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Vituperative Political Tribalism

When did we cross that line in America?

When did we decide that it is better to elect the more partisan person than the more capable one?

As I watch the races that will be decided tomorrow in primary Super Tuesday, I see challengers to incumbents that do not care more about their districts or states, but who care more for their partisan credentials.

Across the country I am watching as candidates declare their partisan credentials, not in the traditional way in primaries, but in ways that raise serious concerns to me. For instance, J.D. Hayworth in Arizona has said that he is running to be a better conservative. So far, I have yet to hear him say why he will be a better Senator than John McCain.

And let me be clear: I don’t like John McCain. Never have, never will. But do we really think that J.D. Hayworth, who couldn’t win reelection to his House seat, will serve the constituents of Arizona better than John McCain?

It’s the same in Pennsylvania. Joe Sestak has barely served two terms in House of Representatives and thinks he can serve better than Arlen Specter, who has been in the Senate since John Adams was president? But actually, we don’t hear Sestak talk much about being a better senator; we hear him talking about being a better Democrat.

I have to say for the record, that after the many years Arlen Specter has spent in the Congress, I completely understand if the people of Pennsylvania feel that they need a new, fresh voice. The same for Arizona.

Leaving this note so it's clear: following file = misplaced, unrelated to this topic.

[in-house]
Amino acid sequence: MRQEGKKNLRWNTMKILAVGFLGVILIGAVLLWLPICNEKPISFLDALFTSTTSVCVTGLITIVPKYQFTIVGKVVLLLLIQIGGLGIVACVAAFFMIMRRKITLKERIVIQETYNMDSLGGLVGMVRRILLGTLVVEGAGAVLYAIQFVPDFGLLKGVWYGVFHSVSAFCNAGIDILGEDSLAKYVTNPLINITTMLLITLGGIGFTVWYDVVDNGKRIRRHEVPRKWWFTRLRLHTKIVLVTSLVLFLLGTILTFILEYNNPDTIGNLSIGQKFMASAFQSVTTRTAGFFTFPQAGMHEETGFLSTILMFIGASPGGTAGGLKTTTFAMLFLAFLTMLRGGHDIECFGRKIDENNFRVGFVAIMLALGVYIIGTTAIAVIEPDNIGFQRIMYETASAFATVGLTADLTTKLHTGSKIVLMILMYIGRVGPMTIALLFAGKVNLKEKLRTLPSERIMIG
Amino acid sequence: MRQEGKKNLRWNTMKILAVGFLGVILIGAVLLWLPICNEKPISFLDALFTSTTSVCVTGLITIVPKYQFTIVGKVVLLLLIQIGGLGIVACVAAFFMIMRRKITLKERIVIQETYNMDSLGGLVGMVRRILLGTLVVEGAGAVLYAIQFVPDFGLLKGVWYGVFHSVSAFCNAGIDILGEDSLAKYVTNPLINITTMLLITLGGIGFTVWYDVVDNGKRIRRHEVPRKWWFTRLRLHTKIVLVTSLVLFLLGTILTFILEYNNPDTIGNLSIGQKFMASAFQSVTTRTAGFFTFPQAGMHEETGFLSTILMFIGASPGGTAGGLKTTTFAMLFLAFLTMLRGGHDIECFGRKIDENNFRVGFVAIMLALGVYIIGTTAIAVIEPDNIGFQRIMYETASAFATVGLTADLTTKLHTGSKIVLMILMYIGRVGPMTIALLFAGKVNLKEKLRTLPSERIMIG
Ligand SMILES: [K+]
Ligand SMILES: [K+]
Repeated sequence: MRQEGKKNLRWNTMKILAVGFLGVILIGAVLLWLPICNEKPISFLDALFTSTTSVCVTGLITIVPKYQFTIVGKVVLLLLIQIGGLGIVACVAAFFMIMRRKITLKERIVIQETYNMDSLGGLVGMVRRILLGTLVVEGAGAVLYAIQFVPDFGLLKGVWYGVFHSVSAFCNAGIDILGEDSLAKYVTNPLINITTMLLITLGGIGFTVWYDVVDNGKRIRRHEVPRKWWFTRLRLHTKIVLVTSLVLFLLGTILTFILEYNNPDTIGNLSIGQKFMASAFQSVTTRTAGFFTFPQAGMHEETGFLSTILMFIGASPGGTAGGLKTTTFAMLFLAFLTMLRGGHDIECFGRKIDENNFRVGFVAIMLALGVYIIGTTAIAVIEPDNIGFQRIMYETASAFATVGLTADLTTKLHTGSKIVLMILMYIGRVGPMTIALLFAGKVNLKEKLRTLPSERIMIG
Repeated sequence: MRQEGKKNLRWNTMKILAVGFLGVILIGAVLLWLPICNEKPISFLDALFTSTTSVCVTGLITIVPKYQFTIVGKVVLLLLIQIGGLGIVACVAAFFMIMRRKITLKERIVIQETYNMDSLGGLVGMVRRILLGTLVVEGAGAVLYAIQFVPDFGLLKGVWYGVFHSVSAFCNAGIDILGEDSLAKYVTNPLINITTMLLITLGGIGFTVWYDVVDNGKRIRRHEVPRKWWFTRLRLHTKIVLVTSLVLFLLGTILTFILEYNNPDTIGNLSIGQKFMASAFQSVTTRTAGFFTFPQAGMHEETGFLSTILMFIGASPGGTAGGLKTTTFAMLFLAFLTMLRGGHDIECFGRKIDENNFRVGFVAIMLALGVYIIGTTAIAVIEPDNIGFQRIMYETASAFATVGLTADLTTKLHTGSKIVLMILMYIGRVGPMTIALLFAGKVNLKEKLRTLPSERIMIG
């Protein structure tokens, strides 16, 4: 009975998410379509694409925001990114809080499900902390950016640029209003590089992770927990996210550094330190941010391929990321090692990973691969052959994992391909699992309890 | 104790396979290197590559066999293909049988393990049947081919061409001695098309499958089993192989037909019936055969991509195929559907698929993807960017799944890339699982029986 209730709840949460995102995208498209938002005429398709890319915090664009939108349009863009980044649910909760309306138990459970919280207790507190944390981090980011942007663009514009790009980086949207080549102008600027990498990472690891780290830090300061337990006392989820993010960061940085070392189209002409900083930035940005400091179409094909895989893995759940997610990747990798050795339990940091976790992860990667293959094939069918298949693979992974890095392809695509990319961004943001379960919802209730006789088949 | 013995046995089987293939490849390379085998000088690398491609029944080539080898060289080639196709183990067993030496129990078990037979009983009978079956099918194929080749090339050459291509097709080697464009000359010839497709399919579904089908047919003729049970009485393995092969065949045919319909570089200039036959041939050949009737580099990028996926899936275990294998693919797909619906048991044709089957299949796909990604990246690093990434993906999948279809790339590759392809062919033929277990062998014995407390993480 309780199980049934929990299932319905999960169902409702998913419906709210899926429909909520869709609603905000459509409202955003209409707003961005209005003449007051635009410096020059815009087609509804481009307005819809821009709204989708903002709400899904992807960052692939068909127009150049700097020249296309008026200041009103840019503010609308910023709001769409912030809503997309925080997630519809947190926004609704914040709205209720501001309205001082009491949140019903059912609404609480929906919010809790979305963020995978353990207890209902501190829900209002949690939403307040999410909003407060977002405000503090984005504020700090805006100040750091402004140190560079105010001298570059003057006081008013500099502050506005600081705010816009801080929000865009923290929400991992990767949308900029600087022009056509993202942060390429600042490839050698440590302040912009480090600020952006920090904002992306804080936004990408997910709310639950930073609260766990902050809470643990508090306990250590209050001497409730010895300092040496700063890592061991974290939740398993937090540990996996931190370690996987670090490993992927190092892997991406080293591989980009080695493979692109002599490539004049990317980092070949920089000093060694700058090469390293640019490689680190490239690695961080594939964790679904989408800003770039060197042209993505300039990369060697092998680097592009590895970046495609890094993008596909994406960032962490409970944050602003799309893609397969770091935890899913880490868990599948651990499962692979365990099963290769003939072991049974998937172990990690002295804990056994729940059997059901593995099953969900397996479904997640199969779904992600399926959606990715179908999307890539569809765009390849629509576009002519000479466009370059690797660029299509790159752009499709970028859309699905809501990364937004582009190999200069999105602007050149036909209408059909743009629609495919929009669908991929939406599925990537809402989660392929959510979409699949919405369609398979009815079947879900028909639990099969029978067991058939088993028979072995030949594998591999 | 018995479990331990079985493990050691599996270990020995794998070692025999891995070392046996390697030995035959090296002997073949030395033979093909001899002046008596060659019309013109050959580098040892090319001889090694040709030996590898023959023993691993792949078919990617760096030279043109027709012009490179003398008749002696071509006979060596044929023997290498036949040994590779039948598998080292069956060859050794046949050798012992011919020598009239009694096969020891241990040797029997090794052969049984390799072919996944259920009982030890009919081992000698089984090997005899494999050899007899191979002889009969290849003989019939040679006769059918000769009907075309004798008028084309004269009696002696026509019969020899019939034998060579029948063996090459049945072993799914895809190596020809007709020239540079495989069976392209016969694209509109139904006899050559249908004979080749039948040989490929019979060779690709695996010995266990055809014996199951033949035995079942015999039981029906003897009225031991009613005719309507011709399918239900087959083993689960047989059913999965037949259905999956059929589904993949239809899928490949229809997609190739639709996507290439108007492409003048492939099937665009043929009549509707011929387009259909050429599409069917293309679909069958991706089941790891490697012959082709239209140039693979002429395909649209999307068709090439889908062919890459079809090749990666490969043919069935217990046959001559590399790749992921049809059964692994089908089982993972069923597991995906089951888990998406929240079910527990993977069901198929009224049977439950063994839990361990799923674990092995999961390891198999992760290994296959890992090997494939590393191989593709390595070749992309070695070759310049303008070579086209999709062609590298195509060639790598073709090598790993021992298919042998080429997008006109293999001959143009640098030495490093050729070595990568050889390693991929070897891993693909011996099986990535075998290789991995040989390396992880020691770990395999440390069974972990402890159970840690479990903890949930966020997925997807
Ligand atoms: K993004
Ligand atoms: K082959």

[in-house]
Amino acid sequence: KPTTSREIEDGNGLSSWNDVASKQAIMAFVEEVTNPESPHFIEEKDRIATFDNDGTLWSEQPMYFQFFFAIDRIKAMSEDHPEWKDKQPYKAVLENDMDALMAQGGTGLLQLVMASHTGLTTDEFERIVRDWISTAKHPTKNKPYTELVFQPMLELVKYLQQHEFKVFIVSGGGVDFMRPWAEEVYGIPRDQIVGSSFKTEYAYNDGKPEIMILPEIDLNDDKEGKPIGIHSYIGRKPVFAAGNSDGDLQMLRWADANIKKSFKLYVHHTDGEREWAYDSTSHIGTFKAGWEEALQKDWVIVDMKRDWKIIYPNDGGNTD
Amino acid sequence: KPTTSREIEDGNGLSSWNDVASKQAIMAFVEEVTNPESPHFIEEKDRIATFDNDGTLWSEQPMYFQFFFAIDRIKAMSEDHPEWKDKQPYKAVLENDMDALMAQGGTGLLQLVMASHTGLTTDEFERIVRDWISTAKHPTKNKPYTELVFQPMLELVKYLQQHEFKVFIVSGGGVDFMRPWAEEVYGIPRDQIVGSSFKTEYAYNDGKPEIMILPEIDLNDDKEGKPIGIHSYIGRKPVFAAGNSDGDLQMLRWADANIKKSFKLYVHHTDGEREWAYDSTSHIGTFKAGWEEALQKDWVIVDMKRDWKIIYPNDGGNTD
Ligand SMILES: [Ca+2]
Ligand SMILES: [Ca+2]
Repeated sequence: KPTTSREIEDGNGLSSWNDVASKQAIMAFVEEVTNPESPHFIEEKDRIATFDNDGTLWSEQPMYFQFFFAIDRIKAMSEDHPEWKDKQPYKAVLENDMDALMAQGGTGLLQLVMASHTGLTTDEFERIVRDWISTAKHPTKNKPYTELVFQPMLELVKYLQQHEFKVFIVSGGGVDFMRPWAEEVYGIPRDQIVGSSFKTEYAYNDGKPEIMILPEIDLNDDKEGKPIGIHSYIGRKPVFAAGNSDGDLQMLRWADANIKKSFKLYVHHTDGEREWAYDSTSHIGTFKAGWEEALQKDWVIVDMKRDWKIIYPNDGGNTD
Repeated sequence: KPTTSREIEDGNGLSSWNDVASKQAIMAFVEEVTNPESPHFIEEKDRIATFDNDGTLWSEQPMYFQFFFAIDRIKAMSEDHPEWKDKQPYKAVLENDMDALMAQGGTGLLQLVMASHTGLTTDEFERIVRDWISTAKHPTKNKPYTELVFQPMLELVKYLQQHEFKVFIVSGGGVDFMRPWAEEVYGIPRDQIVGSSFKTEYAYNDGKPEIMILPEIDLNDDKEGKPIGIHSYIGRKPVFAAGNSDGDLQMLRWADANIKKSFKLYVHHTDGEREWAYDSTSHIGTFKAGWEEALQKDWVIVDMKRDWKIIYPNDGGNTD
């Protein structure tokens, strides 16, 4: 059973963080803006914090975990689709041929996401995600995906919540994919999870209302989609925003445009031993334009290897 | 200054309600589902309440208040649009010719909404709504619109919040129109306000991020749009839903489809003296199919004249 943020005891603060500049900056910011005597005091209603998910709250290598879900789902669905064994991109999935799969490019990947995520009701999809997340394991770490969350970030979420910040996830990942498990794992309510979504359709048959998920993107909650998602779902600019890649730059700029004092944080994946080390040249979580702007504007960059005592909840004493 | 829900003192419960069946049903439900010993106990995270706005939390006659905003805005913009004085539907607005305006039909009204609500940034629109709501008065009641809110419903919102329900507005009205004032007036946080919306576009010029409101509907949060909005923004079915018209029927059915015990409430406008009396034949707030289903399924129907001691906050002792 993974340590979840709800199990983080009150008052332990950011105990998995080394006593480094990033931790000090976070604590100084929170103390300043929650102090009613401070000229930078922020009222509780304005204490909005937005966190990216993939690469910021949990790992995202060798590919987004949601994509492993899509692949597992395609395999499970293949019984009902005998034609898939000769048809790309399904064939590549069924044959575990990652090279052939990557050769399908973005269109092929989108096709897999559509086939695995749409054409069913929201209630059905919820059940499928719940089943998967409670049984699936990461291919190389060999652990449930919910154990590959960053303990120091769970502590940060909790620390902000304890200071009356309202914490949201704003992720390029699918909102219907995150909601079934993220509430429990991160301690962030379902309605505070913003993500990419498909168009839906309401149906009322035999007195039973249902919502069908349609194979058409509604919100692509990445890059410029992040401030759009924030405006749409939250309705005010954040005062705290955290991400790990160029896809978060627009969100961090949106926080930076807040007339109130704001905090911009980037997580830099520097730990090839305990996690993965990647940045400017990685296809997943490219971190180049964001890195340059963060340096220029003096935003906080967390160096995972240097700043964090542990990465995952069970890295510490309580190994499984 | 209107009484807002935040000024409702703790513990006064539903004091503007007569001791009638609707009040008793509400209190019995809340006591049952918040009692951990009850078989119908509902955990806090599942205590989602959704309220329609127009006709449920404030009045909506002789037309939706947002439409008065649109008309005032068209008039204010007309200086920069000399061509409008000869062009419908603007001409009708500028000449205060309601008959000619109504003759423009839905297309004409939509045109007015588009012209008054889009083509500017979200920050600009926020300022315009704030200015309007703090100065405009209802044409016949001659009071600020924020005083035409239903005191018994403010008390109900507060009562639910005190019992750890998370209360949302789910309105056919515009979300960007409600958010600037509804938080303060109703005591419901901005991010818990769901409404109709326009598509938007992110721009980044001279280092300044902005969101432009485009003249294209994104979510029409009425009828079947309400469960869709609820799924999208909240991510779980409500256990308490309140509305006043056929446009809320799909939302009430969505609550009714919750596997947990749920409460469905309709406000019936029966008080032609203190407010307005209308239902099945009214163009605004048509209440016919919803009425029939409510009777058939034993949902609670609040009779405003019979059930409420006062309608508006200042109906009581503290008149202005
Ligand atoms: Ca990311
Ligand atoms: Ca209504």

But please do not elect someone because they will be more partisan or a better partisan; Washington doesn’t need any more of that. We’ve ground to a halt in Congress on anything of substance, and have become so partisanly divided in this country that hate mail, death threats and racial slurs are the way of the land now.

This is unacceptable. It is unacceptable that people are acting in such ways and it is unacceptable that politicians are pandering to such partisan extremes simply to get votes.

This country was built on compromise, on finding the common way, on building solutions of difficult problems despite disagreements. The more partisan we become, the less likely we will be to find any real solutions and will only be confronted with legislation forced down our throats by parties in power.

I’d like to see a race based on ideas, initiatives, solutions. But then again, I’d also like a pony…

Watch the blog tomorrow, as I will make public endorsements for the first time ever in a political race!

(And a special thank you to Kathryn Cameron Porter for the title…)

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Categories: Uncategorized Tags: , , ,
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  1. May 18, 2010 at 4:25 pm

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